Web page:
- Hannibal Hanschke / Reuters
- A lawsuit filed in January claims Tesla intentionally sold defective cars to customers as “used” or “demo/loaner” vehicles.
- The plaintiff claims he was fired for reporting and objecting to the practice.
- Tesla denies the charges and says the plaintiff was fired for performance reasons.
A lawsuit filed in January claims Tesla intentionally sold defective cars to customers as “used” or “demo/loaner” vehicles. The plaintiff, Adam Williams, is a former regional manager for Tesla in New Jersey who started working at the company in 2011, and claims he was demoted and fired after reporting the practice to his superiors. The Verge first reported the lawsuit.
The lawsuit alleges that, during Williams’ time with the company, he became aware of “high-dollar, pre-delivery damage repairs” to vehicles that were not revealed to the customers who bought them. Williams claims he told his supervisor and a vice president at the company about the practice in late 2016 or early 2017 and was demoted in early 2017 while the company allegedly continued to hide significant repairs made to vehicles before they were sold.
Williams claims he was demoted again in July before being fired in September. The lawsuit alleges that, in demoting and firing Williams, Tesla violated the Conscientious Employee Protection Act (CEPA), which prevents companies located in New Jersey from punishing any employee who reveals, objects to, or refuses to participate in any company activities or policies the employee believes are illegal.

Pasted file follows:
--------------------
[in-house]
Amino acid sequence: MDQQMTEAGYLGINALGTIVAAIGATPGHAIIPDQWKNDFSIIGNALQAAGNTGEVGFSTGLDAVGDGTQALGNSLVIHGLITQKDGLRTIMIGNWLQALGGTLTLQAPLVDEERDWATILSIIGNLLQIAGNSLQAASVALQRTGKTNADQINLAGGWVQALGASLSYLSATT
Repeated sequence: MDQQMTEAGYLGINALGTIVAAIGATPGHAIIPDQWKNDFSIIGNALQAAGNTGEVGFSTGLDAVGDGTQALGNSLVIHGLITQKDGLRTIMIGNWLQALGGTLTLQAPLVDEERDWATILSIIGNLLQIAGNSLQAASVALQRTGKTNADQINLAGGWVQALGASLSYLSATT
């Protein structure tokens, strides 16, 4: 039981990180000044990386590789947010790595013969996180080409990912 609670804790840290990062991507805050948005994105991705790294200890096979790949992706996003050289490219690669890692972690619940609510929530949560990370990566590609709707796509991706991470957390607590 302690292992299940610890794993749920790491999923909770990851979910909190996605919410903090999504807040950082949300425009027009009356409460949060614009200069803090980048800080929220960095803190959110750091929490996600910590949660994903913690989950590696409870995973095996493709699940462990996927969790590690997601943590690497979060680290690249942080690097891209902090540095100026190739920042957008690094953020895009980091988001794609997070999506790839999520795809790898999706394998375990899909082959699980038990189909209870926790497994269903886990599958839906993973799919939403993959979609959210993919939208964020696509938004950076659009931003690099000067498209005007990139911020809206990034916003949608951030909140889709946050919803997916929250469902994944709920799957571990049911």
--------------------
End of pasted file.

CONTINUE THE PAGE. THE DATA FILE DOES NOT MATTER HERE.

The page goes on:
“There’s no merit to this lawsuit. Mr. Williams’ description of how Tesla sells used or loaner vehicles is totally false and not how we do things at Tesla,” a company spokesperson told Business Insider. “Mr. Williams was terminated at Tesla for performance reasons, not for any other reason.”
Customers tend to report high levels of satisfaction with Tesla vehicles, and the significant demand for the company’s vehicles reflects that reputation. So the lawsuit is surprising and could potentially create a headache for Tesla as it currently is struggling to ramp up production of its newest car, the Model 3.